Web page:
Trends come and go in the video game industry, and the next big thing in gaming will be immersive storytelling, powered by technological advancements and changing consumer patterns.

2023’s best-selling videogame so far has been Nintendo’s The Legend of Zelda: Tears of the Kingdom, which heavily relies on storytelling. Acclaimed by critics and adored by fans, the popular Japanese franchise decided to build on the success of its 2017 predecessor and doubled down on expansive open-world exploration filled with unique characters and storylines.

Why videogames are shifting to storytelling

On the opposite end of the spectrum, we find examples of gaming studios misjudging the latest trends. Creative Assembly, one of the UK’s largest game developer studios, recently cancelled the production of its supposedly genre-breaking multiplayer first-person shooter videogame, Hyenas. Although there is no reliable information about the exact sum that has gone down the drain, it was rumoured to be the highest-budget project by SEGA, the studio’s parent company.

Nintendo’s success and SEGA’s failure highlight the importance of recognizing trends within video games. The former developed a game suited to present customer demand, while the latter did not foresee the wave of first-person shooter titles that came to dominate the industry in the late 2010s and acted too slow to meaningfully capitalize on it.

With the advent of cutting-edge artificial intelligence (AI), game developers have more tools at their disposal than ever to offer their player bases a truly immersive digital environment. These technological advances, coupled with other long-term trends such as customers’ growing appetite for deep, intimate gaming experiences will ensure that products prioritizing storytelling will benefit from the next chapter in the video game industry.

Gaming and the demand for stories

When prompted to give examples of trends in the gaming industry, many GlobalData analysts point toward the rise of mobile gaming or the increased presence of microtransactions (a revenue generation model that allows gamers to purchase virtual items with very small payments). However, a quick look at the best-selling games of the last two decades allows keen-eyed observers to draw another conclusion.

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In addition to established heavyweight franchises like Call of Duty and FIFA, the list includes Ubisoft’s Assassin’s Creed Valhalla, Rockstar’s Red Dead Redemption 2, and CD Projekt’s Cyberpunk 2077, titles that combine strong storylines with open-world exploration. In these examples, players can spend 30–50 hours just finishing the main story, and spend the same time again completing various side quests and secondary missions.

Even more telling is the cult status that some of these games achieve. There is no better illustration of an underground project quickly gaining traction than Disco Elysium, an award-winning title developed by ZA/UM. A collaboration between an Estonian writer, a Russian painter, and a few wealthy patrons, Disco Elysium took the world by storm as it asked players to take the role of a disillusioned, amnesiac police officer trying to crack his hardest case yet.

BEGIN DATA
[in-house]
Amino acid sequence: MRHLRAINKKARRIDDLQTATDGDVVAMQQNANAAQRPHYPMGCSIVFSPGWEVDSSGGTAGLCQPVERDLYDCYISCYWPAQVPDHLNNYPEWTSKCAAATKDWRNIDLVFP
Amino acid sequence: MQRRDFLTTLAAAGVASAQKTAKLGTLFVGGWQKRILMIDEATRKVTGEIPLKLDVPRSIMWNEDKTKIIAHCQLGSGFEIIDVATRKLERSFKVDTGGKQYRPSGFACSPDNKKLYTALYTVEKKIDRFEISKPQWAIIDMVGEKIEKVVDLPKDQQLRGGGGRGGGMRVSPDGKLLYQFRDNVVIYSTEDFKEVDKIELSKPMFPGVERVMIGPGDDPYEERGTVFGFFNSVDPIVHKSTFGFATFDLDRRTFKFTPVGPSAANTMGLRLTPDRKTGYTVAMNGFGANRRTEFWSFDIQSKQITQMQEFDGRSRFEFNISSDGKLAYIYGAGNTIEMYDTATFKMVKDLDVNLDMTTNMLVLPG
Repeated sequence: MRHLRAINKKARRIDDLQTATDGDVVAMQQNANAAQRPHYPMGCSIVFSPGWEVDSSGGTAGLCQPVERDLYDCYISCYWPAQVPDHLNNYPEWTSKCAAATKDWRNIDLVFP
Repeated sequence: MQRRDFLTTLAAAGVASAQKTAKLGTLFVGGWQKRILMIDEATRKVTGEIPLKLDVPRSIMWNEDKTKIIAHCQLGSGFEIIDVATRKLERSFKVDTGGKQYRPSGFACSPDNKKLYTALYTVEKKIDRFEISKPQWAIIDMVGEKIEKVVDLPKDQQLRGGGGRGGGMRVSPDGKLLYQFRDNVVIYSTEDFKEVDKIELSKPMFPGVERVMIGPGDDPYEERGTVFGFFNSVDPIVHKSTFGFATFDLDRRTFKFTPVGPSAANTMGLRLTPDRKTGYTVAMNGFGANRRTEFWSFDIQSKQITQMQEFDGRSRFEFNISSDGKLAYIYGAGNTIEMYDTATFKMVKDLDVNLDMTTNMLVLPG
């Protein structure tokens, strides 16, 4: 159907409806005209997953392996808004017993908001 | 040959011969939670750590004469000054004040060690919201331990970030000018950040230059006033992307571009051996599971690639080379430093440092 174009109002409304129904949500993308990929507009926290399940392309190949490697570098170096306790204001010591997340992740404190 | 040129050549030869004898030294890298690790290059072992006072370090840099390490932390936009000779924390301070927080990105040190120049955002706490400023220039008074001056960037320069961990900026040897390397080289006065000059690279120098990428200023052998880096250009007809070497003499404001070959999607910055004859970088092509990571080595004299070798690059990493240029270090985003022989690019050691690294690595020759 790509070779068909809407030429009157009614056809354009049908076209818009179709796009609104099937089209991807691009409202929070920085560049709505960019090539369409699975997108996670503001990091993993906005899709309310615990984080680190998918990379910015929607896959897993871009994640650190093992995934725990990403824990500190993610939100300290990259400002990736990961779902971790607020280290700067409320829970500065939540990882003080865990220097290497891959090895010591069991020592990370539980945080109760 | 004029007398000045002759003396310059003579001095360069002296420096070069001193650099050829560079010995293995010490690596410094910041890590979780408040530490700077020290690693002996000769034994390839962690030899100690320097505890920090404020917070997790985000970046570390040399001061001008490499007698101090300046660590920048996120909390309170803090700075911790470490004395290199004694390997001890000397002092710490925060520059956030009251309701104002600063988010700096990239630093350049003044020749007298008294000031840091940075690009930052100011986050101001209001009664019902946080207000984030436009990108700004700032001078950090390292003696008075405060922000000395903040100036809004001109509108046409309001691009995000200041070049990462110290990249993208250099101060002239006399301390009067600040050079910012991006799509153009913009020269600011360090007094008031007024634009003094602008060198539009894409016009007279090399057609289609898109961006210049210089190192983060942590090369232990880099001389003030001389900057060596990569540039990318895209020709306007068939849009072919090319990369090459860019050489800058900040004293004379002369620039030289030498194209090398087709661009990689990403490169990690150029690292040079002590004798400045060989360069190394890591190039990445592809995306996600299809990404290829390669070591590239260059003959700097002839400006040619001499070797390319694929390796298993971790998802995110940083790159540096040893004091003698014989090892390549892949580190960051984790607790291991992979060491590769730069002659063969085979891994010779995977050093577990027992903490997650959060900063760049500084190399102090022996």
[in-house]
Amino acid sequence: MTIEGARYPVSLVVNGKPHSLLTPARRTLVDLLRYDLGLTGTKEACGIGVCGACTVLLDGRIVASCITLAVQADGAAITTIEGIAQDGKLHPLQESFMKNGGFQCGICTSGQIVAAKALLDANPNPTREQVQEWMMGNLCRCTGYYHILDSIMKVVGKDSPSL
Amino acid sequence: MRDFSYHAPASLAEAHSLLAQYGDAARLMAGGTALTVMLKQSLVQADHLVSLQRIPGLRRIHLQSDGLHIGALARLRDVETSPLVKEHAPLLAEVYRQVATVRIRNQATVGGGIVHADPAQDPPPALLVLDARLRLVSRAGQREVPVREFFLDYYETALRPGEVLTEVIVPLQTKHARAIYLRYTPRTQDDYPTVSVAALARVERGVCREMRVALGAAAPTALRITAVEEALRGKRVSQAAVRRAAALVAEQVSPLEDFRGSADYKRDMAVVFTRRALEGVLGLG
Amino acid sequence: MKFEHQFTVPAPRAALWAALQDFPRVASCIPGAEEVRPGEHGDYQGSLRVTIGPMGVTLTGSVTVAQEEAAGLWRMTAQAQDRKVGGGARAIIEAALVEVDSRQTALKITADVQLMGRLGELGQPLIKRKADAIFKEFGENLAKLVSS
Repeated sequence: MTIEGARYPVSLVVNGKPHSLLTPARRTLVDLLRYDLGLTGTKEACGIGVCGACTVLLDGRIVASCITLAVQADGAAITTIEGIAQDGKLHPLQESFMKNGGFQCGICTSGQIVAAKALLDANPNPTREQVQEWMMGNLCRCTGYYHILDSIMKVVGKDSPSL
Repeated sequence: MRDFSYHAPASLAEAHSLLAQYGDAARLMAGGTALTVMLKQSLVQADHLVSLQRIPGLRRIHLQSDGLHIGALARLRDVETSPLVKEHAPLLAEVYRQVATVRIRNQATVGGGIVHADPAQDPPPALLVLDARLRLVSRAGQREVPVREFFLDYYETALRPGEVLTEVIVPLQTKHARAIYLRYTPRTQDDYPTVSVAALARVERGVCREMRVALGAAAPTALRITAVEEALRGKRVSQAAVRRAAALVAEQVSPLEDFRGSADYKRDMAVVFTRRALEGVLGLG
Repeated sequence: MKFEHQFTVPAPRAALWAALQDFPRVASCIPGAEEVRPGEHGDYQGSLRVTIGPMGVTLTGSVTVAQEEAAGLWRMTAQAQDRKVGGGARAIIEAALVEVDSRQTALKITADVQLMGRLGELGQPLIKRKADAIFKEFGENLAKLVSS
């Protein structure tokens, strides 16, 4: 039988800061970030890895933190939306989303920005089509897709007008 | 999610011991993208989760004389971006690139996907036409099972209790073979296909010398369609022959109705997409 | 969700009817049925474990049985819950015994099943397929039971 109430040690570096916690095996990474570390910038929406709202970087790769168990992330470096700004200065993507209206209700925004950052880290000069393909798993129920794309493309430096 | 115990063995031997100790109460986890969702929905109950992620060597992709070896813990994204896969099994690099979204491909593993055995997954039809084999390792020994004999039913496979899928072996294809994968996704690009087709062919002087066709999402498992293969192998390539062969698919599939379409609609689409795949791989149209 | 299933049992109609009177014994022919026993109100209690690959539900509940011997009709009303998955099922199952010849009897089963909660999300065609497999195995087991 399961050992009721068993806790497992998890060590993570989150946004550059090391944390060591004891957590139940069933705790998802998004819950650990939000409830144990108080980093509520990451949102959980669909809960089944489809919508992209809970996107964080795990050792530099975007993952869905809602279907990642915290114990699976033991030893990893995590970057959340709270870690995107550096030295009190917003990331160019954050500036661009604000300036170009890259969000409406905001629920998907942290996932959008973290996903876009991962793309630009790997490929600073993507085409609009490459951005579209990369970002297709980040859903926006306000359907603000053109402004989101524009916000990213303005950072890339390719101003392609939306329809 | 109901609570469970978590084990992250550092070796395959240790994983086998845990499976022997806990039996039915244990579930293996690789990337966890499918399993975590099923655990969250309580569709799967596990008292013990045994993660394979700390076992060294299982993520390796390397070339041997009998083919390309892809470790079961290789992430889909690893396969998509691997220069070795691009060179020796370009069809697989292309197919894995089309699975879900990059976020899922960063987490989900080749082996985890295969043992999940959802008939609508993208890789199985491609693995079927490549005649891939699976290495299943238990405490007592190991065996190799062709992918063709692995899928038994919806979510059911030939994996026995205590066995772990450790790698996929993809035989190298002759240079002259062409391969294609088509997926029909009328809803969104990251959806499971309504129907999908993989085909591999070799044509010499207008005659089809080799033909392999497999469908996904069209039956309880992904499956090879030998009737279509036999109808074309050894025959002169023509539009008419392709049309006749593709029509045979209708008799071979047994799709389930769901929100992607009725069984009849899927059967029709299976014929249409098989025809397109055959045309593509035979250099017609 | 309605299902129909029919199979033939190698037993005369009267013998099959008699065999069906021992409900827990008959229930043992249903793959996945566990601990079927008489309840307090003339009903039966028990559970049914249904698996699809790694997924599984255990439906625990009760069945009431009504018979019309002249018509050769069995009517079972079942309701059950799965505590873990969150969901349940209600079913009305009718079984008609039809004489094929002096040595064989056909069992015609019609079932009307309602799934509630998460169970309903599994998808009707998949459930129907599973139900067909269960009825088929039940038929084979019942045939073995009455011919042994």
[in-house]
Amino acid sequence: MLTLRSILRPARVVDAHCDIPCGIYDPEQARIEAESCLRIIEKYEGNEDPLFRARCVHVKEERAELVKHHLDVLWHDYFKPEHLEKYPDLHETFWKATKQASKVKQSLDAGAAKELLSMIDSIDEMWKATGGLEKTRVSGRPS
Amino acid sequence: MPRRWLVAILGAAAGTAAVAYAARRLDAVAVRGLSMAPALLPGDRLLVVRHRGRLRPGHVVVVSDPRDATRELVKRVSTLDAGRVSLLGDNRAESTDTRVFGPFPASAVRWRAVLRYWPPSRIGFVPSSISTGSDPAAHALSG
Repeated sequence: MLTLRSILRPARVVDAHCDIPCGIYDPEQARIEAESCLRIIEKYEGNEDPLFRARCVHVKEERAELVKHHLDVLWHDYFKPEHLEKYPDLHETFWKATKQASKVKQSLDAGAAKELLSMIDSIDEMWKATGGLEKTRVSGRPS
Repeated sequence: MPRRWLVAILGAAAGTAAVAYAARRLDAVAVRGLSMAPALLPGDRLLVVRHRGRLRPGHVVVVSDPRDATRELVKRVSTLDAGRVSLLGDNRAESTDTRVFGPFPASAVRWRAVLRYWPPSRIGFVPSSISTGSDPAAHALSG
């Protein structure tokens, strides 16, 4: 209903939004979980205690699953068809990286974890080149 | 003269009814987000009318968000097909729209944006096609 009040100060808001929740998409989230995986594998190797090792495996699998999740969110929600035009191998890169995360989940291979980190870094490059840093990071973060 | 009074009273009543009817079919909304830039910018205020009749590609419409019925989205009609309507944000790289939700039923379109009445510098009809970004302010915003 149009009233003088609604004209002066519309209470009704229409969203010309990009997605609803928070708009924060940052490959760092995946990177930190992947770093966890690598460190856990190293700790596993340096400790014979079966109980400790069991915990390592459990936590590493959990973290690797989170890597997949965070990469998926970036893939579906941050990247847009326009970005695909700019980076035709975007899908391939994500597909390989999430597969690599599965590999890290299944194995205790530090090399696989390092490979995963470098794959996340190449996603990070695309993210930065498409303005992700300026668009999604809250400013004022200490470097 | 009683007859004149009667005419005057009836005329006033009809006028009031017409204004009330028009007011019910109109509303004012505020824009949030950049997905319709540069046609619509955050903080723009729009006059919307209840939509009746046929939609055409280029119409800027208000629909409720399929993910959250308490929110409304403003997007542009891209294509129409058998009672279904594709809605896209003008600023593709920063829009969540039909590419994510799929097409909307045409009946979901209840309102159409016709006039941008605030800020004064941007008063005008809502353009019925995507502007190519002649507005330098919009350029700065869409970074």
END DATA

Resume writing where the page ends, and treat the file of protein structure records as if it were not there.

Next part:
Threading the needle between entertainment and art, the developers created a ground-breaking gaming environment in which players had access to a wide array of dialogue options and could mould their character in whichever way they preferred.

Since its debut, Disco Elysium has won numerous awards and boasts sales of more than 2.6 million copies. In the era of ever-increasing monopolisation in the industry, a trend underlined by Microsoft’s recent acquisition of Activision, their success provides a blueprint for other independent studios to follow.

AI to the rescue

In addition to changing consumer trends, technology will also help usher in a new era of gaming. With the metaverse in a winter period and advancements in augmented reality (AR) and virtual reality (VR) stuttering, it is AI that will revolutionize gaming experiences.

Using AI, developers can create new content on the fly, making games more diverse and less boring. The technology can also improve the realism and intelligence of non-playable characters (NPCs), who often have limited and scripted interactions with players. By giving NPCs better conversational abilities and dynamic personalities, generative AI can make them more lifelike and interesting, increasing immersion and enjoyment.

There are already examples of how AI is used this way. As another article on Verdict reported earlier this year, in the game Left 4 Dead, the ‘AI Director’ will surprise the players with more zombies when they are relaxed, and also change the music and story hints to create more suspense. Likewise, games like Spelunky and Slay the Spire use generative AI to create different game levels each time. FIFA has also adopted AI and uses it to generate distinct identities for each virtual player.

The road forward

Studios, big and small alike, should take note of these developments. The door is open for modest-sized companies to deliver story-heavy intimate gaming experiences with relatively small budgets. Industry mammoths could harness their financial might to produce titles with unprecedented levels of world-building detail.

Regardless of financial incentives, both creators and consumers should welcome these winds of change. Demand for more in-depth games will lead to the production of more high-quality titles, which, in turn, will further cement the industry’s status as a legitimate art form, one that can capture various aspects of the human experience in meaningful ways.